Salting The Seasons

A person stands in front of a large pile of road salt in a Wisconsin Department of Transportation shed.

The following is an excerpt from an excellent article on Madison-based science writer, Erik Ness’ website ‘The Lemonadist.’ The full article is available here

3/12/24 – by Erik Ness

“I think about Ice Nine on a regular basis.”

Coming in the middle of a conversation about salt pollution, this surprising detour into literary fiction by University of Wisconsin–Madison lake scientist Hilary Dugan is a little confusing at first.

A woman giving a lecture in an art gallery.
Hilary Dugan gives a talk about winter limnology to the Wisconsin. Academies of Sciences, Arts and Letters

Ice Nine was a fictional water molecule in Kurt Vonnegut’s Cat’s Cradle — a fabulist meditation on technology and religion. A mad scientist creates a version of water that freezes at room temperature. Plus it’s infectious. One drop of Ice Nine in the ocean and the whole thing seizes up.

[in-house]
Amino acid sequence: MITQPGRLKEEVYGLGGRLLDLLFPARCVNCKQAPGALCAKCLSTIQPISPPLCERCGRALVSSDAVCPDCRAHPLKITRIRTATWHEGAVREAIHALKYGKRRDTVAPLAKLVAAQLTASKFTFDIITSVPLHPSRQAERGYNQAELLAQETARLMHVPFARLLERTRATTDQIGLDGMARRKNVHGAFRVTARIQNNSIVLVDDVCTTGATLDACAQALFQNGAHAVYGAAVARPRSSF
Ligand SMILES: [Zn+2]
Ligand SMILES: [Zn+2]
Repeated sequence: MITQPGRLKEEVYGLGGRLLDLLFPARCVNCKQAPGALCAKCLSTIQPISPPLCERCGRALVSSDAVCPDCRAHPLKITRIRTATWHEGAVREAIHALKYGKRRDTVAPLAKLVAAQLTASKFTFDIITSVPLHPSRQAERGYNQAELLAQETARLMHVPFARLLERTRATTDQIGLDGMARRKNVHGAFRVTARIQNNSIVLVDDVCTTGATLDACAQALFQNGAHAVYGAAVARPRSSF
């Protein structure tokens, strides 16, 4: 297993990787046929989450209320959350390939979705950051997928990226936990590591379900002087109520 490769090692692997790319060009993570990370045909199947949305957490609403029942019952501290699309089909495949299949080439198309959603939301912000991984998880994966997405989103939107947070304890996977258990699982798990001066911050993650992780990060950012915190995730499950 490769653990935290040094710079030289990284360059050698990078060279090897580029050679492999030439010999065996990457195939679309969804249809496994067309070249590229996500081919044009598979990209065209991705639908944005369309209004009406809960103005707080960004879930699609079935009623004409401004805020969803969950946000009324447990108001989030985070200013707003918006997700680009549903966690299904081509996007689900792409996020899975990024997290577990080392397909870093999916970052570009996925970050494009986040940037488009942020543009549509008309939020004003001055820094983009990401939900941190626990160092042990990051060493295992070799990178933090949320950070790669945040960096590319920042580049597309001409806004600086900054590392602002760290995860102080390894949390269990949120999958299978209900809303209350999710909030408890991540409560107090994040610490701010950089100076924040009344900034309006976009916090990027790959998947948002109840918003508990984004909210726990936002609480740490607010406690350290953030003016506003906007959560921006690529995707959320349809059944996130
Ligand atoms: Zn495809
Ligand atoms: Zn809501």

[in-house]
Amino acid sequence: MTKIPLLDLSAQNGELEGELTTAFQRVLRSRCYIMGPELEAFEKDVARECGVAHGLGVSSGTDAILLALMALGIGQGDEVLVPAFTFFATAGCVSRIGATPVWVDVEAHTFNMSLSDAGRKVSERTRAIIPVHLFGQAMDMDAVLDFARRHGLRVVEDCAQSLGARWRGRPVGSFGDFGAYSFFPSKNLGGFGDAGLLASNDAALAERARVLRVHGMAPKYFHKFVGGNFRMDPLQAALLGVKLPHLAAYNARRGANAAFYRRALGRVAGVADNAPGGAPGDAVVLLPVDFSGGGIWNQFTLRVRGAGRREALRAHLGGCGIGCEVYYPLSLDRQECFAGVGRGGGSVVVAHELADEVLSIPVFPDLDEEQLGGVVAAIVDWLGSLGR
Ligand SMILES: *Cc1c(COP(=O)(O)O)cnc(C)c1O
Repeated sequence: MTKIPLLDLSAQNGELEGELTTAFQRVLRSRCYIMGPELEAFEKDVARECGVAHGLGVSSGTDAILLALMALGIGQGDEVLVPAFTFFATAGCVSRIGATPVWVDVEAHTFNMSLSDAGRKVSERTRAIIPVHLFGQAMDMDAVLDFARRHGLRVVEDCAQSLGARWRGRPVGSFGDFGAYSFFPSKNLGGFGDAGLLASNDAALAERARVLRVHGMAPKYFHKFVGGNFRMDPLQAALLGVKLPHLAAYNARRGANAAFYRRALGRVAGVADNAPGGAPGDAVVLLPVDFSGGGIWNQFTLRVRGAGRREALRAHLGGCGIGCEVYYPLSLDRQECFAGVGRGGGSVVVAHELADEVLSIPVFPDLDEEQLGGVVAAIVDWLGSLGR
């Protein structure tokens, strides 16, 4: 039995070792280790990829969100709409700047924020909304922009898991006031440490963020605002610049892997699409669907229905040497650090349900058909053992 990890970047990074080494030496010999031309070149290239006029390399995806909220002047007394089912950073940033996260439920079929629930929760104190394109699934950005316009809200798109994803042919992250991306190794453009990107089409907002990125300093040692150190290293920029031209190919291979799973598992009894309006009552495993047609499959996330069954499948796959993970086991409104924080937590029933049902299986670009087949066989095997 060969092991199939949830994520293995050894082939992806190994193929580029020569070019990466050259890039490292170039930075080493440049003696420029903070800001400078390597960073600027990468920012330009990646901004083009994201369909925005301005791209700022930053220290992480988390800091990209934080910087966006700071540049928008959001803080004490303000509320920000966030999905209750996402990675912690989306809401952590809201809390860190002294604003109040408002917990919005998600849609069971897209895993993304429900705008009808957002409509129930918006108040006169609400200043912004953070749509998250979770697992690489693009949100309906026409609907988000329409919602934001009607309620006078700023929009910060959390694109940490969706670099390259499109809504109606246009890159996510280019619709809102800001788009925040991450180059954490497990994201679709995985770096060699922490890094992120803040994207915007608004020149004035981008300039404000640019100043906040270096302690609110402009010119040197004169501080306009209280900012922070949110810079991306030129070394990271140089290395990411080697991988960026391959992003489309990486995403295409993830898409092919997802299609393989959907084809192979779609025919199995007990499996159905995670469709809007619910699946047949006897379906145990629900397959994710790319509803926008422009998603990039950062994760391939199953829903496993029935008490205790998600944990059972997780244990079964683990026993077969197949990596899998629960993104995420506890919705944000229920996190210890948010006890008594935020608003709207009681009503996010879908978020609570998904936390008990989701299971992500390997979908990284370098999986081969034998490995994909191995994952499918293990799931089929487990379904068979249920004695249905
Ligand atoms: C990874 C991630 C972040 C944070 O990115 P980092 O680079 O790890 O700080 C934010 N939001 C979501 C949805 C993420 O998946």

Dugan was reading Vonnegut when she first learned about lake stratification, the way lakes settle into layers of temperatures, warm on top and cold on the bottom, and Ice Nine just stuck. “The physics of water structure lake habitat in such a unique way that … is totally unexpected,” says Dugan. “Water is this crazy molecule. Its properties make the planet what it is. If ice sank then the oceans would freeze and we wouldn’t have life.”

If you ever have the opportunity to swim in the middle of a lake in summer, take it. “You have to have actually been in a lake to experience stratification,” says Dugan. After basking in the easy surface warmth, execute a dive towards the bottom. You’ll find the water cools quickly, dramatically. The depth of the warm zone depends on how large and deep the lake is, and on how warm and windy it’s been.

Sun warms the top few feet of the water column, but that’s not the only reason it stays warm. Warm water doesn’t mix with colder, deeper water because temperature dramatically affects density. A steep boundary zone — called a thermocline — forms as a result of these density differences. All you need is a swimsuit to immerse yourself in this phenomenon of physics organizing nature.

You knew this already, mostly, because you know that ice floats. And this little detail facilitates not just cocktails and hockey but life as we know it. Unless, of course — spoiler alert for a novel that turned 60 last year — Ice Nine escapes, devastating the planet.

“That was really when it all connected,” says Dugan.  Continue reading…